Check analysis of the August 2015 USDA crop production report - WASDE
Grain futures are moving higher this morning across the board following USDA reports traders viewed as bullish. Though the agency as we expected made no changes to its estimate of new crop corn and soybean yields, bigger than anticipated reductions in old crop carryout quickly turned around a bearish reaction by high frequency trading computers reading initial headlines.
USDA’s biggest surprise came in soybeans, where projected Sept. 1 stocks were slashed by 85 million bushels. While crush and export demand each went up 15 million bushels, the government also made a 50-million bushel adjustment to its estimate of so-called residual usage, another strong hint the 2014 crop was smaller than previously projected.
New crop carryout fell 50 million bushels, with increased usage and the tighter old crop carryout offsetting increased production. USDA raised its forecast of harvested acres in line with the June 30 estimate, keeping its 46-bpa trend yield for a crop of 3.885 billion bushels that was immediately discounted by the trade, along with the agency’s cut of only 50 million bushels to new crop carryout. USDA raised the average price forecast for the crop 25 cents to $9.25.
November soybeans jumped back towards last week’s highs on the news, while December corn reached its highest price in more than a year. USDA cut almost 100 million bushels from old crop corn carryout due to stronger usage for feed, ethanol and exports. While the trend yield for 2015 corn was kept at 166.8 bpa, production fell by 100 million bushels due to the lower harvested acreage reported June 30. The result was a cut of 172 million bushels from 2015 carryout, which was put at 1.599 billion bushels. USDA also raised its average cash price forecast for the crop 25 cents to $3.75.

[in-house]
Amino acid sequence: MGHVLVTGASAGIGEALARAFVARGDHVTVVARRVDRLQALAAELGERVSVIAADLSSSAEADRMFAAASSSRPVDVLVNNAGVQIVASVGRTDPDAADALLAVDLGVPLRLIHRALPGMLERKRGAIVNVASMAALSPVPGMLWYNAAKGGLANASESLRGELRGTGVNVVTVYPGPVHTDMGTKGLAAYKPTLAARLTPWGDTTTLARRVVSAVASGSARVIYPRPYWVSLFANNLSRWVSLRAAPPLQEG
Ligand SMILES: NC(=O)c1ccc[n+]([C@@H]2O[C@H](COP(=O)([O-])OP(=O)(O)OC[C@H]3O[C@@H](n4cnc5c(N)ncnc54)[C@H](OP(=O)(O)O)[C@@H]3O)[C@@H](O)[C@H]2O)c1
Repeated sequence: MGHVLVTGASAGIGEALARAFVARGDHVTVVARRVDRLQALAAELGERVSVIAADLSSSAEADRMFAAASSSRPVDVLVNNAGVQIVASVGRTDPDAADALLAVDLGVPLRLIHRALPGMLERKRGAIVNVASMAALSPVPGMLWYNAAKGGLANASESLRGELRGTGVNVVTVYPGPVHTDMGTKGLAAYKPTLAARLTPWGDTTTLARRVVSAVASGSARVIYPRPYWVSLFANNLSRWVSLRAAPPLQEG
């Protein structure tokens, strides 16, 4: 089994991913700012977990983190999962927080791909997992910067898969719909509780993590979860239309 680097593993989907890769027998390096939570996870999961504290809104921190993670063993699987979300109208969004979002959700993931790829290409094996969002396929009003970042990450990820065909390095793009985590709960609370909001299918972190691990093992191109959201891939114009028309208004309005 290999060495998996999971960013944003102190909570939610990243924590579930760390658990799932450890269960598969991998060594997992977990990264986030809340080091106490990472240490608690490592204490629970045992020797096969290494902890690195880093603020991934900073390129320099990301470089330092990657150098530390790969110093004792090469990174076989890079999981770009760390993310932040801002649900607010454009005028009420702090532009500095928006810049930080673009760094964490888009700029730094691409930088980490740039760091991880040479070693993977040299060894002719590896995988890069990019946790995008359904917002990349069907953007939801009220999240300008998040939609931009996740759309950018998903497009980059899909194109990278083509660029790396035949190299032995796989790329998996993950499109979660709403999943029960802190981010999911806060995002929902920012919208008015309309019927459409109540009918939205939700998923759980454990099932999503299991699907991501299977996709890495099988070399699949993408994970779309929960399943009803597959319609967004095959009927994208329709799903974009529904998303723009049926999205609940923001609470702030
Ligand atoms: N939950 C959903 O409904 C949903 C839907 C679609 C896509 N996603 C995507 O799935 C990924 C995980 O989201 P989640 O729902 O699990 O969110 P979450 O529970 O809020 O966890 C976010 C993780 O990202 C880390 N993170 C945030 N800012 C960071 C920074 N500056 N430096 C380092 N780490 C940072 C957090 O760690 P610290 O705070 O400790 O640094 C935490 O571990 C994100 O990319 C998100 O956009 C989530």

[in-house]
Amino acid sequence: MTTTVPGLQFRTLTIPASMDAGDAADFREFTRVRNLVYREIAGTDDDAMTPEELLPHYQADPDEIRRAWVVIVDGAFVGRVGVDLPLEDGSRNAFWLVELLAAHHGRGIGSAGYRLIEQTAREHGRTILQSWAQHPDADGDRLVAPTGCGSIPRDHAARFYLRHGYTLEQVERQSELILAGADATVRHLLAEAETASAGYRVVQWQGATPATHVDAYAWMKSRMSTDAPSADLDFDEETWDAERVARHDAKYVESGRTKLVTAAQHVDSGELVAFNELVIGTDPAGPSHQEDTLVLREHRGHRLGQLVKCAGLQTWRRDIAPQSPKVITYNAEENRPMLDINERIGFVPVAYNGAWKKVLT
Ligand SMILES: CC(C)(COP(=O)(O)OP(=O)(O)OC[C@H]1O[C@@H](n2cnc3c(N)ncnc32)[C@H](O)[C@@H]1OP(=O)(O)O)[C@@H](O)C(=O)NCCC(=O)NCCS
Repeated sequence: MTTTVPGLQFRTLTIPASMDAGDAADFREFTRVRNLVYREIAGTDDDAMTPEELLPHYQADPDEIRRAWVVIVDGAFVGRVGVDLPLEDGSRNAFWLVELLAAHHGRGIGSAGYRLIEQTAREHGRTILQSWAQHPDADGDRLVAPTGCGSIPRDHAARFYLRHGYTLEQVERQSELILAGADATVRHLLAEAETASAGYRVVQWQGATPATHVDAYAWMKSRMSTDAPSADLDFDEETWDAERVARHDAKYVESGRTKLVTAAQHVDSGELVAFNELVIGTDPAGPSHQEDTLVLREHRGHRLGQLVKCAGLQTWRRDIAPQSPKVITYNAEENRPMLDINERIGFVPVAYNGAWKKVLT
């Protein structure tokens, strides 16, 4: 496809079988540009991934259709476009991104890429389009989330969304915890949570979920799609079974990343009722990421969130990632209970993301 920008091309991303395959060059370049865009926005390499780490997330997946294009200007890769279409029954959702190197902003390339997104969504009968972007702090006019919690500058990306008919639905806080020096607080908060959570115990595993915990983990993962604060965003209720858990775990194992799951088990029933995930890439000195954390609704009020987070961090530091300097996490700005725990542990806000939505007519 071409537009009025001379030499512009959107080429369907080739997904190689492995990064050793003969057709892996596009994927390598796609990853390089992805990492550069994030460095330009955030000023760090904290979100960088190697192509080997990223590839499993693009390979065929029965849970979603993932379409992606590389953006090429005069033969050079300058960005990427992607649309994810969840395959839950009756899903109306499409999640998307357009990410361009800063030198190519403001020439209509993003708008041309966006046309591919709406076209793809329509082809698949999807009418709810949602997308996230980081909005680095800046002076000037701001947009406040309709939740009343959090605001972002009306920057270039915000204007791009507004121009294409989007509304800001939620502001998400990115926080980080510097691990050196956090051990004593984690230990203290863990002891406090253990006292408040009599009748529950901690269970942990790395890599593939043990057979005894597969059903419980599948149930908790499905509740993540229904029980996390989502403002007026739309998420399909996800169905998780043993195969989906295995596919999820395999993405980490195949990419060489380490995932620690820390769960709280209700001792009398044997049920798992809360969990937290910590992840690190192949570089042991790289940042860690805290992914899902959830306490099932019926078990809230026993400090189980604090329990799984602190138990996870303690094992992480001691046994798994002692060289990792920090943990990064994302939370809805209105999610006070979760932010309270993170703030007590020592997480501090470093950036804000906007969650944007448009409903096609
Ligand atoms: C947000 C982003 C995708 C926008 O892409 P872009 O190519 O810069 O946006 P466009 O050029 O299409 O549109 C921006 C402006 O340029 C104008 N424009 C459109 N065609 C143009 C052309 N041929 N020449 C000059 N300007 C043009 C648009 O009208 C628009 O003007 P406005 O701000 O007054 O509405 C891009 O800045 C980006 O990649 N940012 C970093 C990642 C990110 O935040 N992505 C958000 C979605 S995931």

USDA’s data for wheat was even a little better than some in the trade feared, though the numbers were in line with our expectations. Projected 2015 crop ending stocks went up 28 million bushels to 842 million. While old crop ending stocks and 2015 product both were higher, the agency said usage should offset some of the increase, due to better feed usage and exports.
USDA cut its estimate of winter wheat production, with losses seen for all three classes of the crop. But bigger spring wheat and durum acreage more than made up for the reduction, with the total crop at 2.148 billion bushels, up 27 million from the June estimate. The average cash price forecast for the crop went up 35 cents to $5.25.